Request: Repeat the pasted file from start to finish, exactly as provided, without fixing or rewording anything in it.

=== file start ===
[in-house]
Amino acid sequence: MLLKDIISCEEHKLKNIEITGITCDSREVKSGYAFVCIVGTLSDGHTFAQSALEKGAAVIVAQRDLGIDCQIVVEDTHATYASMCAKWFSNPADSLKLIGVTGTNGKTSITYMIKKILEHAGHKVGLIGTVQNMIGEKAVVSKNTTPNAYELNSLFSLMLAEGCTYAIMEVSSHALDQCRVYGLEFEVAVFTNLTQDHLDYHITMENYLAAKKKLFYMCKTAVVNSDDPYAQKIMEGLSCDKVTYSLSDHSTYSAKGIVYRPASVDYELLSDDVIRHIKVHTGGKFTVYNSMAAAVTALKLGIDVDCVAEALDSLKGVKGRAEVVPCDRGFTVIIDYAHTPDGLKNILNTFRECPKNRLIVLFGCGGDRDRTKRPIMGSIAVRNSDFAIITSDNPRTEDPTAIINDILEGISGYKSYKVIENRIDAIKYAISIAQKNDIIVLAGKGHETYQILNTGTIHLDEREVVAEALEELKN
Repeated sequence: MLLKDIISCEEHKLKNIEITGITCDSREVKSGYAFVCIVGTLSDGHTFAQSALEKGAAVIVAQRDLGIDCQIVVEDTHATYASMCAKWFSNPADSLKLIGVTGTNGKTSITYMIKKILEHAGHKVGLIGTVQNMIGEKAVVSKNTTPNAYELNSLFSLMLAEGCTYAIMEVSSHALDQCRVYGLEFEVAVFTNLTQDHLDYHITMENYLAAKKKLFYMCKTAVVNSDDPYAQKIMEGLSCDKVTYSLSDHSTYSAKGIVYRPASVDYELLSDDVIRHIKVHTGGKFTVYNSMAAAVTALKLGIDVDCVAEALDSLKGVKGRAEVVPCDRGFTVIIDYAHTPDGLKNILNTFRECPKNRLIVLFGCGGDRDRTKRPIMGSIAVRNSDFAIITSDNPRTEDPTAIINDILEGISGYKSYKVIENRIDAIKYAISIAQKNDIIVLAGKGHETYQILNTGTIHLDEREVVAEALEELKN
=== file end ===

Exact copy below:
[in-house]
Amino acid sequence: MLLKDIISCEEHKLKNIEITGITCDSREVKSGYAFVCIVGTLSDGHTFAQSALEKGAAVIVAQRDLGIDCQIVVEDTHATYASMCAKWFSNPADSLKLIGVTGTNGKTSITYMIKKILEHAGHKVGLIGTVQNMIGEKAVVSKNTTPNAYELNSLFSLMLAEGCTYAIMEVSSHALDQCRVYGLEFEVAVFTNLTQDHLDYHITMENYLAAKKKLFYMCKTAVVNSDDPYAQKIMEGLSCDKVTYSLSDHSTYSAKGIVYRPASVDYELLSDDVIRHIKVHTGGKFTVYNSMAAAVTALKLGIDVDCVAEALDSLKGVKGRAEVVPCDRGFTVIIDYAHTPDGLKNILNTFRECPKNRLIVLFGCGGDRDRTKRPIMGSIAVRNSDFAIITSDNPRTEDPTAIINDILEGISGYKSYKVIENRIDAIKYAISIAQKNDIIVLAGKGHETYQILNTGTIHLDEREVVAEALEELKN
Repeated sequence: MLLKDIISCEEHKLKNIEITGITCDSREVKSGYAFVCIVGTLSDGHTFAQSALEKGAAVIVAQRDLGIDCQIVVEDTHATYASMCAKWFSNPADSLKLIGVTGTNGKTSITYMIKKILEHAGHKVGLIGTVQNMIGEKAVVSKNTTPNAYELNSLFSLMLAEGCTYAIMEVSSHALDQCRVYGLEFEVAVFTNLTQDHLDYHITMENYLAAKKKLFYMCKTAVVNSDDPYAQKIMEGLSCDKVTYSLSDHSTYSAKGIVYRPASVDYELLSDDVIRHIKVHTGGKFTVYNSMAAAVTALKLGIDVDCVAEALDSLKGVKGRAEVVPCDRGFTVIIDYAHTPDGLKNILNTFRECPKNRLIVLFGCGGDRDRTKRPIMGSIAVRNSDFAIITSDNPRTEDPTAIINDILEGISGYKSYKVIENRIDAIKYAISIAQKNDIIVLAGKGHETYQILNTGTIHLDEREVVAEALEELKN